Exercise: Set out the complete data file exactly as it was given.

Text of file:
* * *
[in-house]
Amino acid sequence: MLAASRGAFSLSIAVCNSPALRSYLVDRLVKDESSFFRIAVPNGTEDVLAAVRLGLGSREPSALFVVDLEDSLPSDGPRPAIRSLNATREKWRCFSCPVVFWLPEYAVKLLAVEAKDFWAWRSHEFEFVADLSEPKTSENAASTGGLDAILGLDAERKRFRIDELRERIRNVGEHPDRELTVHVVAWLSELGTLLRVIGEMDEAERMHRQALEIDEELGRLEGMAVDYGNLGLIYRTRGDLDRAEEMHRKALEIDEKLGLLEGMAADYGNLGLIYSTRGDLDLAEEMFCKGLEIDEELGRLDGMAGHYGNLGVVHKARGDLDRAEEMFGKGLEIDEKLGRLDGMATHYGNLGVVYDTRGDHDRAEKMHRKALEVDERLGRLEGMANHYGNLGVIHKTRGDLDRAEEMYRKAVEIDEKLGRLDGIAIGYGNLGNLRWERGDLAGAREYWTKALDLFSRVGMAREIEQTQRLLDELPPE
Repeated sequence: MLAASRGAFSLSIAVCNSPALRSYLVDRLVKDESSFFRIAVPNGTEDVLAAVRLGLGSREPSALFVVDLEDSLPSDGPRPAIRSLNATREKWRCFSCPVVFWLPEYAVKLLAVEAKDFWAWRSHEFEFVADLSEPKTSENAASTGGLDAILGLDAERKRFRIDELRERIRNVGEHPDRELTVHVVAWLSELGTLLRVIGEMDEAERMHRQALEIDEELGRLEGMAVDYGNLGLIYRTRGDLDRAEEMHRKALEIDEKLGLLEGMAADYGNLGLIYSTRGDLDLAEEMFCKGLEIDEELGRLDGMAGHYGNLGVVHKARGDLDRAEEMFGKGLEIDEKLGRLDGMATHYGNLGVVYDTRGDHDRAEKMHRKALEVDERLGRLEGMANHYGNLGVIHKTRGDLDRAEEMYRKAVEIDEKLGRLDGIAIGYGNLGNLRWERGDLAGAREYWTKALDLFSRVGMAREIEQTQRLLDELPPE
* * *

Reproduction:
[in-house]
Amino acid sequence: MLAASRGAFSLSIAVCNSPALRSYLVDRLVKDESSFFRIAVPNGTEDVLAAVRLGLGSREPSALFVVDLEDSLPSDGPRPAIRSLNATREKWRCFSCPVVFWLPEYAVKLLAVEAKDFWAWRSHEFEFVADLSEPKTSENAASTGGLDAILGLDAERKRFRIDELRERIRNVGEHPDRELTVHVVAWLSELGTLLRVIGEMDEAERMHRQALEIDEELGRLEGMAVDYGNLGLIYRTRGDLDRAEEMHRKALEIDEKLGLLEGMAADYGNLGLIYSTRGDLDLAEEMFCKGLEIDEELGRLDGMAGHYGNLGVVHKARGDLDRAEEMFGKGLEIDEKLGRLDGMATHYGNLGVVYDTRGDHDRAEKMHRKALEVDERLGRLEGMANHYGNLGVIHKTRGDLDRAEEMYRKAVEIDEKLGRLDGIAIGYGNLGNLRWERGDLAGAREYWTKALDLFSRVGMAREIEQTQRLLDELPPE
Repeated sequence: MLAASRGAFSLSIAVCNSPALRSYLVDRLVKDESSFFRIAVPNGTEDVLAAVRLGLGSREPSALFVVDLEDSLPSDGPRPAIRSLNATREKWRCFSCPVVFWLPEYAVKLLAVEAKDFWAWRSHEFEFVADLSEPKTSENAASTGGLDAILGLDAERKRFRIDELRERIRNVGEHPDRELTVHVVAWLSELGTLLRVIGEMDEAERMHRQALEIDEELGRLEGMAVDYGNLGLIYRTRGDLDRAEEMHRKALEIDEKLGLLEGMAADYGNLGLIYSTRGDLDLAEEMFCKGLEIDEELGRLDGMAGHYGNLGVVHKARGDLDRAEEMFGKGLEIDEKLGRLDGMATHYGNLGVVYDTRGDHDRAEKMHRKALEVDERLGRLEGMANHYGNLGVIHKTRGDLDRAEEMYRKAVEIDEKLGRLDGIAIGYGNLGNLRWERGDLAGAREYWTKALDLFSRVGMAREIEQTQRLLDELPPE